In 1881, the engagement of Rudolf Habsburg-Lorraine, Austrian Archduke and the successor to the imperial throne with the Belgian Princess Stefania Klotylda Koburg of the Saxony-Coburg Gotha house took place. To celebrate the occasion Johann Strauss II gave the young couple his beautiful Myrthenblüten (Myrtle Blossoms) opus 395 waltz and Alfonso Czibulka composed the Stefania opus 312 gavotte dedicated to the princess. This work was enormously successful and the gavotte became one of the most popular pieces of salon music. The composer himself was awarded the prestigious Golden Cross of Civil Service with the Crown by Emperor Franz Joseph I as the first bandmaster in history. This was not the only such great honour in his life - Alfons Czibulka was been repeatedly honoured for his numerous contributions to culture - including by the Serbian King Milan I Obrenovic, the Romanian King Charles I Hohenzollern-Sigmaringen and Pope Pius IX.

The famous Stefania (Stephanie-Gavotte) opus 312 by Alfons Czibulka in an excellent performance by the Vienna Philharmonic Orchestra from the 2018 New Year's Concert in Vienna. Conductor: Riccardo Muti.

On 10 May 1891, an extraordinary event took place at the Vienna Prater - a huge concert of dance music, with many eminent orchestras from the capital of Austria-Hungary, attended by several thousand spectators. Johann Strauss II, the Waltz King himself, took the floor there. The brilliant composer led the performance of his masterpiece, The Blue Danube opus 314 waltz. Hungarian composers were also in attendance - their orchestras were led by Alfons Czibulka and Ferenc Lehár, among others, presenting their greatest works.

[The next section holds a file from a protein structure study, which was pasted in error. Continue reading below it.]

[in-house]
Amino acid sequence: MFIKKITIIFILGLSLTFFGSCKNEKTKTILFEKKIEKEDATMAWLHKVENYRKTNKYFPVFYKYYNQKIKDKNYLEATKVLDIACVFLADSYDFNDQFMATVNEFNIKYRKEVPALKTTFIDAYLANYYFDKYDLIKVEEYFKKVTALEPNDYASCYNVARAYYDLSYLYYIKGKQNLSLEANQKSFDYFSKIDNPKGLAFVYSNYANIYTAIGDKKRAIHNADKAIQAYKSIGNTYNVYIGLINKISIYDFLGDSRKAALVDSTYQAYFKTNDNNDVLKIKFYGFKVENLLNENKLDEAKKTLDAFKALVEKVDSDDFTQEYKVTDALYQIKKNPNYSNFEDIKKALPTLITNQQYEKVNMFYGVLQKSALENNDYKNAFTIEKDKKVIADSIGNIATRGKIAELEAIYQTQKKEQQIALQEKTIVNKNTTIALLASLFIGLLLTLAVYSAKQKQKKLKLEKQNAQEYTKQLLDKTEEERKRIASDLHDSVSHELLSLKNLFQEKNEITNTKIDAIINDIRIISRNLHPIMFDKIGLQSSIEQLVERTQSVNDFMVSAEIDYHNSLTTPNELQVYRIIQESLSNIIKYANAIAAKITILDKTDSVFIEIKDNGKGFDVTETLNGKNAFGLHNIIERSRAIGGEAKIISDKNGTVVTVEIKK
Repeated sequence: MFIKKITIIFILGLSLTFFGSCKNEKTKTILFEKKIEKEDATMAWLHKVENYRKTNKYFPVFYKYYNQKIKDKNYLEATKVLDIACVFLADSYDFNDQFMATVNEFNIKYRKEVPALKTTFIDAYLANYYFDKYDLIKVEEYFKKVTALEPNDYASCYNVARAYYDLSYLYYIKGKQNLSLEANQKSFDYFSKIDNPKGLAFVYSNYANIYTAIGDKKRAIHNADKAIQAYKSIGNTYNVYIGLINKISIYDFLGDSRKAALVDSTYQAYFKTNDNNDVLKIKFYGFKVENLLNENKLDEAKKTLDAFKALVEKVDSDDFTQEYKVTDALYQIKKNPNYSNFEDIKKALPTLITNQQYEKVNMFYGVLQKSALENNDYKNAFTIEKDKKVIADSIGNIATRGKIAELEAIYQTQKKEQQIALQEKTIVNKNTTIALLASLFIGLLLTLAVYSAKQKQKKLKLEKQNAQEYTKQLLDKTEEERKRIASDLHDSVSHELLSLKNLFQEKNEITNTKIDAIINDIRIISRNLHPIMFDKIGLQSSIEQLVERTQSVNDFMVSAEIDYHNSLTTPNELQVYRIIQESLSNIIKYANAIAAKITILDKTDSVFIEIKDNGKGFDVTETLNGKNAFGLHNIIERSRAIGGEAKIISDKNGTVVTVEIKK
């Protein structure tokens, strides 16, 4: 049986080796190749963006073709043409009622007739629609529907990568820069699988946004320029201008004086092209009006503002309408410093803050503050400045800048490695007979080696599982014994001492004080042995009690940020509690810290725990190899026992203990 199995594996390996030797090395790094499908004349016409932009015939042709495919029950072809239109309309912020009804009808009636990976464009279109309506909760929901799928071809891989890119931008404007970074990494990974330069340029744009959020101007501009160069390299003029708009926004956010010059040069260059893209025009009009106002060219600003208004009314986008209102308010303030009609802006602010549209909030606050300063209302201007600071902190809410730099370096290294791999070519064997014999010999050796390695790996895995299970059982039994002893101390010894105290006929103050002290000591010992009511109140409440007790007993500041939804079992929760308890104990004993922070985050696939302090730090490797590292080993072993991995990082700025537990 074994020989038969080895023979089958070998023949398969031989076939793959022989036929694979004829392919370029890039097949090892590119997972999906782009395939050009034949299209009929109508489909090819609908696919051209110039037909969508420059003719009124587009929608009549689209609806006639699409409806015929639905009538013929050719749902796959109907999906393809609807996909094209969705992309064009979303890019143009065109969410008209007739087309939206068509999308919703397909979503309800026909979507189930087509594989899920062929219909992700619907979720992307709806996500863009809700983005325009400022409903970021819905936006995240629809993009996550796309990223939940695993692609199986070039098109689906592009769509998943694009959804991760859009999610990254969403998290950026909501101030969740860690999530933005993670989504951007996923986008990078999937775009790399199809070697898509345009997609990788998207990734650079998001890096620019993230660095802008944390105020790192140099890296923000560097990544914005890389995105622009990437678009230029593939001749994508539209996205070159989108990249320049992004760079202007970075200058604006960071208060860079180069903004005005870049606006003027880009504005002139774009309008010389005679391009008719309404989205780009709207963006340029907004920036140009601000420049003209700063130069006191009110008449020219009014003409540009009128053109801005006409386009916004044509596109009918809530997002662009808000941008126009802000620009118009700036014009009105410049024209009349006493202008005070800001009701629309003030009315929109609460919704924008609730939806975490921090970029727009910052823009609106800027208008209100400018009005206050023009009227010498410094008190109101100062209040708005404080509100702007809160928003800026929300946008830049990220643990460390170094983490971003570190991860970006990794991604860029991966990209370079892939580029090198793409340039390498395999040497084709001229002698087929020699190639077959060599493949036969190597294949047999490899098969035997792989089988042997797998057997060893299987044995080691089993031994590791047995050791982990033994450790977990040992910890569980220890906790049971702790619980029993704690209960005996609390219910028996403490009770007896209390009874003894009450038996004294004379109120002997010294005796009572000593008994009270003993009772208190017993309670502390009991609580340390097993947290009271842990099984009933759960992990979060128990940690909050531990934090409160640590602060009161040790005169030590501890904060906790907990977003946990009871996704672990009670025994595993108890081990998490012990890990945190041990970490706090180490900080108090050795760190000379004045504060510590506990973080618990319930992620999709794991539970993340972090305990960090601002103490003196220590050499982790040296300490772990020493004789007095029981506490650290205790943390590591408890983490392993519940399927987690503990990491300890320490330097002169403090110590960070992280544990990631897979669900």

A photograph showing Alfonso Czibulka in a bandmaster's uniform (date of the photograph is not known).

Alfons Czibulka was extremely hard-working - during his career he composed almost 400 pieces - mainly waltzes, marches, mazurka polkas, French polkas, fast polkas, gavottes, quadrilles, galops and six operettas (Der Jagdjunker, Die Glücksritter, Der Jadjunker, Gil Blas, and Der Bajazzo - the last stage piece by Alfons Czibulka), of which the most famous is undoubtedly the Pfingsten in Florenz, a comic operetta in three acts, which premiered on 20 December 1884 in Vienna. It is worth mentioning that Czibulka was also the author of many arrangements of works by other composers, mainly for piano, including the comic Żaki opus 226 operetta by the Polish pianist, pedagogue and composer Kazimierz Hofman (1842-1911). Nevertheless, it was not the stage works, but military marches and dance pieces for orchestra, like the aforementioned Stefania gavotte, that made the name of this composer famous. The most famous march composed by Alfons Czibulka is undoubtedly Erzherzog Friedrich-Marsch opus 286 dedicated to the Austrian Archduke and Prince Friedrich Habsburg of Těšín.

The Erzherzog Friedrich-Marsch opus 286 march by Alfons Czibulka performed by the Hoch- und Deutschmeister Kapelle, an Austrian military brass band.